He added: “We said very clearly at the first stage of consultation, to move forward with our report and support the power station we must be confident the advantages outweigh the disadvantages.”

Councillor Mary Evans said the consultation included a “sorry apology for a transport strategy”.

Alison Downes of Theberton & Eastbridge Action Group on Sizewell. PICTURE: RACHEL EDGE

Alison Downes of Theberton & Eastbridge Action Group on Sizewell. PICTURE: RACHEL EDGE

She said: “Suffolk County Council understands the benefit of Sizewell C will have in terms of electricity supply and hundreds of skilled jobs.

“But I am not alone in being fearful of the impact.”

Issues over the negative impact the project could have on the environment and surrounding Areas of Outstanding Natural Beauty were also discussed.

Councillor Richard Rout said more information was needed to get a full picture of the impact it would have on Suffolk’s coastline.

He said: “There’s still a stark and significant lack of detail in how it will impact on ecology of the areas affected.

Councillor David Wood, from the Liberal Democrat, Green and Independent (LDGI) Group, said Sizewell C was a “monstrous proposal” and described the consultation as having been “woefully inaccurate”.

He urged cabinet to reject the plans altogether.

Protests in Ipswich over plans for new power station on Suffolk coast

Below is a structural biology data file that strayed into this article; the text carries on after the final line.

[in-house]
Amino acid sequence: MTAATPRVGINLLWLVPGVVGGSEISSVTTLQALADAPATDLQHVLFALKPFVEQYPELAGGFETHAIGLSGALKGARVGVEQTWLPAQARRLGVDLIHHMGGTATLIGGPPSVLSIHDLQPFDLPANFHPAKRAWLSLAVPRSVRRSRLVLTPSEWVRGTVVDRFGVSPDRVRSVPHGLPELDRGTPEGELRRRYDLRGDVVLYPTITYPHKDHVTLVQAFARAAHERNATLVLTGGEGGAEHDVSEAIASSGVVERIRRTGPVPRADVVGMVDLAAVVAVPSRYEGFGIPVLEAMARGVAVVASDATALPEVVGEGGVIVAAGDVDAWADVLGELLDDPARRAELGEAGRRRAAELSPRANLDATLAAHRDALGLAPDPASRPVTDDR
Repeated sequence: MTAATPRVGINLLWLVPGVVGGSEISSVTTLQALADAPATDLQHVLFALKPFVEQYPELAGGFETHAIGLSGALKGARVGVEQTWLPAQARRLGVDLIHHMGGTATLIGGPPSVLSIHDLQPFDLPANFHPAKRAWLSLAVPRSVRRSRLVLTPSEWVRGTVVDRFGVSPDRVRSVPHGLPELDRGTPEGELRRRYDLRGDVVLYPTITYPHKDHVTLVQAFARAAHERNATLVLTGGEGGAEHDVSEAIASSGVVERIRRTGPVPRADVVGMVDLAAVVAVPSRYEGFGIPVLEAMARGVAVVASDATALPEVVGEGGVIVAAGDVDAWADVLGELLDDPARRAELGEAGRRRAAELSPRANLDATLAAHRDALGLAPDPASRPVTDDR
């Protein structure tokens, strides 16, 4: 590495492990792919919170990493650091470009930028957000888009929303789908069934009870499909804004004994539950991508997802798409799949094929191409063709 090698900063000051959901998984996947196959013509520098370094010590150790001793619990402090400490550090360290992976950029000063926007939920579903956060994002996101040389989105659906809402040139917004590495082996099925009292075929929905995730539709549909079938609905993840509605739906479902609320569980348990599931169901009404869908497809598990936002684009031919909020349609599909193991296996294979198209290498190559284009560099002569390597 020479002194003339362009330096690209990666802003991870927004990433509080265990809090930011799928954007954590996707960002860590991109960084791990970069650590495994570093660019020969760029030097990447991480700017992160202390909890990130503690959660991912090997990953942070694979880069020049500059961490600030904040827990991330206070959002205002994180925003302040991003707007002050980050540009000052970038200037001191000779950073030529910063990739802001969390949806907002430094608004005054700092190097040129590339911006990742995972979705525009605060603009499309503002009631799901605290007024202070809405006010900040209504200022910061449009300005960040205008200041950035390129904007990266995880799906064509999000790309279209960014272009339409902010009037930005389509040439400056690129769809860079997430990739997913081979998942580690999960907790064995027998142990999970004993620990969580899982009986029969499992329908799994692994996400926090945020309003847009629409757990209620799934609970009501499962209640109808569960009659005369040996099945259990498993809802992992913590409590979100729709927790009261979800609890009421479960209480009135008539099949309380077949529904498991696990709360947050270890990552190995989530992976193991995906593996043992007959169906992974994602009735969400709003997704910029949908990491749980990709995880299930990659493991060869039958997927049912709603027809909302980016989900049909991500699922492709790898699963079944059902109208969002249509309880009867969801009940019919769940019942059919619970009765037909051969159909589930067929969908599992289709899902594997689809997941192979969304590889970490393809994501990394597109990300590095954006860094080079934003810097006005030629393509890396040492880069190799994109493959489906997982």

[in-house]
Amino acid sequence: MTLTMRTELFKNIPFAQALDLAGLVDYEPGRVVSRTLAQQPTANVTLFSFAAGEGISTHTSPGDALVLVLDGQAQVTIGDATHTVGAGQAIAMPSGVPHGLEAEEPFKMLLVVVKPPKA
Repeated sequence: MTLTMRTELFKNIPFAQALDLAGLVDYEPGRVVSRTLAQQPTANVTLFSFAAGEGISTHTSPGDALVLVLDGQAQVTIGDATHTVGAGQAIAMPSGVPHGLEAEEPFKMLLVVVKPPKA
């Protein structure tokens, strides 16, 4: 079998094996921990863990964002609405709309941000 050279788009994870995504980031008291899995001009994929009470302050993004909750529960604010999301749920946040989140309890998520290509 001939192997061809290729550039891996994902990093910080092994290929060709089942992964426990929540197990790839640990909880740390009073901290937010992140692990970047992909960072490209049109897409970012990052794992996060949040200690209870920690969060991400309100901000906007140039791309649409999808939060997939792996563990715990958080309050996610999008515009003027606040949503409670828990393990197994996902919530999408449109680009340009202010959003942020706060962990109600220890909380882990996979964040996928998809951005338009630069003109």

Read online https://www.itv.com/news/anglia/2019-09-24/protests-in-ipswich-over-plans-for-a-new-power-station-on-suffolk-coast/

Protests have been taking place in Ipswich over plans for a new power station on the Suffolk coast.

Various groups gathered outside Suffolk County Council where the cabinet was discussing EDF’s proposal to build Sizewell C.

Some are opposed to the project, others say the company should do more to reduce the impact on the local environment.

Some are opposed to the project, others say the company should do more to reduce the impact on the local environment.
Some are opposed to the project, others say the company should do more to reduce the impact on the local environment. Credit: ITV Anglia

Alison Downes, Action Group on Sizewell said: “There are too many studies that haven’t been initiated or shared. Independent studies on road routes, how it will affect the community and the most serious is about the environmental impacts.”